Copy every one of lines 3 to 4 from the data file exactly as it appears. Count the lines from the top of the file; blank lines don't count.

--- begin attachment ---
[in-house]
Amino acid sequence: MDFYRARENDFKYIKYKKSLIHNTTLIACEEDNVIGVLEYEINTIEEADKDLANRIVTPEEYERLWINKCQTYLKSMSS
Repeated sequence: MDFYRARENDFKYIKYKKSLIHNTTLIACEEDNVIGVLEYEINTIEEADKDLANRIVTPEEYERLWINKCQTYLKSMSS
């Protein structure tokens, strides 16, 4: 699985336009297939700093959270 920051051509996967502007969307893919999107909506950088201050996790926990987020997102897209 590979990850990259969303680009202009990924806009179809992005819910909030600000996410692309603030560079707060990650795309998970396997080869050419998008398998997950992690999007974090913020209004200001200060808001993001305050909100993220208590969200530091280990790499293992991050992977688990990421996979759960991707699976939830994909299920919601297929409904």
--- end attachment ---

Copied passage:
Repeated sequence: MDFYRARENDFKYIKYKKSLIHNTTLIACEEDNVIGVLEYEINTIEEADKDLANRIVTPEEYERLWINKCQTYLKSMSS
């Protein structure tokens, strides 16, 4: 699985336009297939700093959270 920051051509996967502007969307893919999107909506950088201050996790926990987020997102897209 590979990850990259969303680009202009990924806009179809992005819910909030600000996410692309603030560079707060990650795309998970396997080869050419998008398998997950992690999007974090913020209004200001200060808001993001305050909100993220208590969200530091280990790499293992991050992977688990990421996979759960991707699976939830994909299920919601297929409904």